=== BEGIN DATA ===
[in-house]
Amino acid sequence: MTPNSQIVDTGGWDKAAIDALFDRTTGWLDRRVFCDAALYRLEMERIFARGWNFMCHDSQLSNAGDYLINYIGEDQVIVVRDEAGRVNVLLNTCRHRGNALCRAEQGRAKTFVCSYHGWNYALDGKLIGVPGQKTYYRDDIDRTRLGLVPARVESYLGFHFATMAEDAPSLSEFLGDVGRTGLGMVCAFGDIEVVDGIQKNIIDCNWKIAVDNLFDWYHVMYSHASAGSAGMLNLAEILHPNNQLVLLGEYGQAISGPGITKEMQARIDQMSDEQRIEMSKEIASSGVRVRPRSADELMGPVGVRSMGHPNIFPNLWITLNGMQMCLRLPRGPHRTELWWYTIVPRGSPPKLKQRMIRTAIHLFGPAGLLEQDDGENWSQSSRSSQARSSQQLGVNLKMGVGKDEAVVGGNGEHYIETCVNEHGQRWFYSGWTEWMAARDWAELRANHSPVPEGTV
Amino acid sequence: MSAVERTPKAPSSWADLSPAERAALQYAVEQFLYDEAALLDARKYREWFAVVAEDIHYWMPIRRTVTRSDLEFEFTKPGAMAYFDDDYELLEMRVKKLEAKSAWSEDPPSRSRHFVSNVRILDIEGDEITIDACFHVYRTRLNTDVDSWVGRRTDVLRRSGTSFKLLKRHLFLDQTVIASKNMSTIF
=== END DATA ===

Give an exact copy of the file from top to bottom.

[in-house]
Amino acid sequence: MTPNSQIVDTGGWDKAAIDALFDRTTGWLDRRVFCDAALYRLEMERIFARGWNFMCHDSQLSNAGDYLINYIGEDQVIVVRDEAGRVNVLLNTCRHRGNALCRAEQGRAKTFVCSYHGWNYALDGKLIGVPGQKTYYRDDIDRTRLGLVPARVESYLGFHFATMAEDAPSLSEFLGDVGRTGLGMVCAFGDIEVVDGIQKNIIDCNWKIAVDNLFDWYHVMYSHASAGSAGMLNLAEILHPNNQLVLLGEYGQAISGPGITKEMQARIDQMSDEQRIEMSKEIASSGVRVRPRSADELMGPVGVRSMGHPNIFPNLWITLNGMQMCLRLPRGPHRTELWWYTIVPRGSPPKLKQRMIRTAIHLFGPAGLLEQDDGENWSQSSRSSQARSSQQLGVNLKMGVGKDEAVVGGNGEHYIETCVNEHGQRWFYSGWTEWMAARDWAELRANHSPVPEGTV
Amino acid sequence: MSAVERTPKAPSSWADLSPAERAALQYAVEQFLYDEAALLDARKYREWFAVVAEDIHYWMPIRRTVTRSDLEFEFTKPGAMAYFDDDYELLEMRVKKLEAKSAWSEDPPSRSRHFVSNVRILDIEGDEITIDACFHVYRTRLNTDVDSWVGRRTDVLRRSGTSFKLLKRHLFLDQTVIASKNMSTIF